Thursday, August 2, 2007

The same theme, continued



I was in a conference room with other people high above Bunker Hill talking about rain. About how it never rains. About how we wish it would rain. About the El Niño years when it rained in biblical quantities.

Now the rain has stopped. I've begun to get queasy when I see things like a car repair shop attendant hosing down the floor of his garage, or six people and their cars, side by side in the 24-hour do-it-yourself car wash on Colorado, or the sprinklers chugging away across the neighborhood as I go out to retrieve the paper. Where's the water coming from? It can't go on like this.

The geniuses at the DWP better have something good in the works.

Wednesday, August 1, 2007

Garden of Eden in the Endless Drought

My entire backyard is dead. All of the grass is completely yellow and dry. There are some scattered dying rose bushes back there as well. I don't feel too bad about it. If the shit was supposed to live, it would live without my help. (That principle becomes a bit scarier when applied to myself out here in the desert.)

There are, inexplicably, grapes and figs growing back there as well. WTF?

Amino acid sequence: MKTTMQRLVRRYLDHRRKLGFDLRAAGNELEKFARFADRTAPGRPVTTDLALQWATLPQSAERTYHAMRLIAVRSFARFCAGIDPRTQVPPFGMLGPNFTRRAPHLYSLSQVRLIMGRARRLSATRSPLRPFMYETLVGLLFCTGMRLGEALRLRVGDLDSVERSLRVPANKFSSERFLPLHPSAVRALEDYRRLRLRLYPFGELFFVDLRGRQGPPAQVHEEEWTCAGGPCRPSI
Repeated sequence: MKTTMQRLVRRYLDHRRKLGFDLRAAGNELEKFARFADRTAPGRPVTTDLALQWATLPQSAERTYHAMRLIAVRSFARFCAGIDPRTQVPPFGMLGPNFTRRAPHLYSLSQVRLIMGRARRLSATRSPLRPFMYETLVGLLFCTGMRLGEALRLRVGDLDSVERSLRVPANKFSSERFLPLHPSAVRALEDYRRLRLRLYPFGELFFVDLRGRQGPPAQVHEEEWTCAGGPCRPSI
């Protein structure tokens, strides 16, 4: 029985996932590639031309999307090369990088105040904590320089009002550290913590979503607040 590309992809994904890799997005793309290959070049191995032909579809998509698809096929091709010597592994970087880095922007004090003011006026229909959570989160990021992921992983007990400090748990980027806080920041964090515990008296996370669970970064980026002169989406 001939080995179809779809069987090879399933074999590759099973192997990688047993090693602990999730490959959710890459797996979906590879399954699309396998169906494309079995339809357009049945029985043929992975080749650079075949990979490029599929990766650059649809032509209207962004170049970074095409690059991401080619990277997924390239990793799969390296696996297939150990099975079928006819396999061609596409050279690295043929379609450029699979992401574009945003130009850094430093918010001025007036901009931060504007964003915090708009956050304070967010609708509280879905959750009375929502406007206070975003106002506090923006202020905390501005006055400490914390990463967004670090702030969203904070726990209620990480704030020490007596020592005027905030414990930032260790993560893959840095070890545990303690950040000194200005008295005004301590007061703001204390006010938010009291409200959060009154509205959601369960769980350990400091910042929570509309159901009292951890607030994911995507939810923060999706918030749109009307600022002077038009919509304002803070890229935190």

It never thunders in L.A.

After the driest year on record for Los Angeles, I am hoping for some rain. I was talking to someone recently about how there are never any thunderstorms out here in L.A. It's an empty thing, a summer without a few massive thunderstorms. Thunderstorms make you feel as if the atmosphere is gathering heavily above you, crowding down on you. It feels comfy and safe to be inside on a July evening with the air conditioner on as a thunderstorm booms away above. You never get that here in L.A., and it's weird. Instead, the sky is almost always clear and fantastically empty -- nothing but blue space above. It can be a terrifying, agoraphobia-inducing type of clarity in the sky.

Monday, July 30, 2007

Why this blog is not titled Lotusland

I originally wanted to call this blog "Lotusland" but that name was taken -- by this person.

I Have Mixed Feelings About Los Angeles

I can't decide if life is good or awful. Just as I can't decide if I love or hate Los Angeles. This city is endlessly fascinating and deathly boring at the same time. It's beautiful and lovely, and giving us all cancer. The earth is turning against us one final time, it seems, and the water is going away. Perhaps L.A. will have to die. It's like the super green lawn my neighbors have in the middle of a historic drought. Beautiful, full of life, but obviously doomed.